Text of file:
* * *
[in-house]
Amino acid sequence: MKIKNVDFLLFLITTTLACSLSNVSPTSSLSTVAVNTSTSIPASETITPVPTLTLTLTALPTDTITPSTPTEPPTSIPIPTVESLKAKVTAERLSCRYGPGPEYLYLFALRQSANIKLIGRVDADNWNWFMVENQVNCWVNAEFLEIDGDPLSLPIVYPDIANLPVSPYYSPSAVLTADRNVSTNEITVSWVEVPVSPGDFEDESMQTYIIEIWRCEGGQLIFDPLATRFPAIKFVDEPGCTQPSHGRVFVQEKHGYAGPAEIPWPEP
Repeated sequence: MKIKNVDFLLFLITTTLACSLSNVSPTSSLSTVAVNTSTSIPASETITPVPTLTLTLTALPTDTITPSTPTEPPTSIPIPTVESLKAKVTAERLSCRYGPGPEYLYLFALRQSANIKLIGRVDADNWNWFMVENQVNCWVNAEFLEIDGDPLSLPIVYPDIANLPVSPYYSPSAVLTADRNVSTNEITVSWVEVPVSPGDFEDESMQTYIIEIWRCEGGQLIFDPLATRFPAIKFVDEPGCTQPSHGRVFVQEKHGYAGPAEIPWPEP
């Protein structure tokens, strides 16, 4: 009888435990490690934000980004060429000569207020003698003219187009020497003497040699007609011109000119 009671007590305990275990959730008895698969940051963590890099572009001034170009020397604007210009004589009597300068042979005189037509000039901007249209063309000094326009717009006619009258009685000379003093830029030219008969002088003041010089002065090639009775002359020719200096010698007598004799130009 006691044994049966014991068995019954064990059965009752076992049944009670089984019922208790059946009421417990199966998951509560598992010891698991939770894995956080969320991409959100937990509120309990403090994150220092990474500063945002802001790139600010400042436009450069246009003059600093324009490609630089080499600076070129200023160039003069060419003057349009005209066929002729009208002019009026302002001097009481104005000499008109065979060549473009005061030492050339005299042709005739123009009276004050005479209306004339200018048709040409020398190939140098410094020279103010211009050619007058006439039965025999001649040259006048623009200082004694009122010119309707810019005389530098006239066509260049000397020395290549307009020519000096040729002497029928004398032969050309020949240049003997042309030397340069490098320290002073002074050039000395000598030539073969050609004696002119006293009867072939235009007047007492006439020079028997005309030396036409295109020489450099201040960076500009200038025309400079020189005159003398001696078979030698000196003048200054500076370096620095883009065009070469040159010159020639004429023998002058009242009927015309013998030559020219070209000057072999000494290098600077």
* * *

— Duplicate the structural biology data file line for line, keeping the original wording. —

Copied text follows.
[in-house]
Amino acid sequence: MKIKNVDFLLFLITTTLACSLSNVSPTSSLSTVAVNTSTSIPASETITPVPTLTLTLTALPTDTITPSTPTEPPTSIPIPTVESLKAKVTAERLSCRYGPGPEYLYLFALRQSANIKLIGRVDADNWNWFMVENQVNCWVNAEFLEIDGDPLSLPIVYPDIANLPVSPYYSPSAVLTADRNVSTNEITVSWVEVPVSPGDFEDESMQTYIIEIWRCEGGQLIFDPLATRFPAIKFVDEPGCTQPSHGRVFVQEKHGYAGPAEIPWPEP
Repeated sequence: MKIKNVDFLLFLITTTLACSLSNVSPTSSLSTVAVNTSTSIPASETITPVPTLTLTLTALPTDTITPSTPTEPPTSIPIPTVESLKAKVTAERLSCRYGPGPEYLYLFALRQSANIKLIGRVDADNWNWFMVENQVNCWVNAEFLEIDGDPLSLPIVYPDIANLPVSPYYSPSAVLTADRNVSTNEITVSWVEVPVSPGDFEDESMQTYIIEIWRCEGGQLIFDPLATRFPAIKFVDEPGCTQPSHGRVFVQEKHGYAGPAEIPWPEP
């Protein structure tokens, strides 16, 4: 009888435990490690934000980004060429000569207020003698003219187009020497003497040699007609011109000119 009671007590305990275990959730008895698969940051963590890099572009001034170009020397604007210009004589009597300068042979005189037509000039901007249209063309000094326009717009006619009258009685000379003093830029030219008969002088003041010089002065090639009775002359020719200096010698007598004799130009 006691044994049966014991068995019954064990059965009752076992049944009670089984019922208790059946009421417990199966998951509560598992010891698991939770894995956080969320991409959100937990509120309990403090994150220092990474500063945002802001790139600010400042436009450069246009003059600093324009490609630089080499600076070129200023160039003069060419003057349009005209066929002729009208002019009026302002001097009481104005000499008109065979060549473009005061030492050339005299042709005739123009009276004050005479209306004339200018048709040409020398190939140098410094020279103010211009050619007058006439039965025999001649040259006048623009200082004694009122010119309707810019005389530098006239066509260049000397020395290549307009020519000096040729002497029928004398032969050309020949240049003997042309030397340069490098320290002073002074050039000395000598030539073969050609004696002119006293009867072939235009007047007492006439020079028997005309030396036409295109020489450099201040960076500009200038025309400079020189005159003398001696078979030698000196003048200054500076370096620095883009065009070469040159010159020639004429023998002058009242009927015309013998030559020219070209000057072999000494290098600077």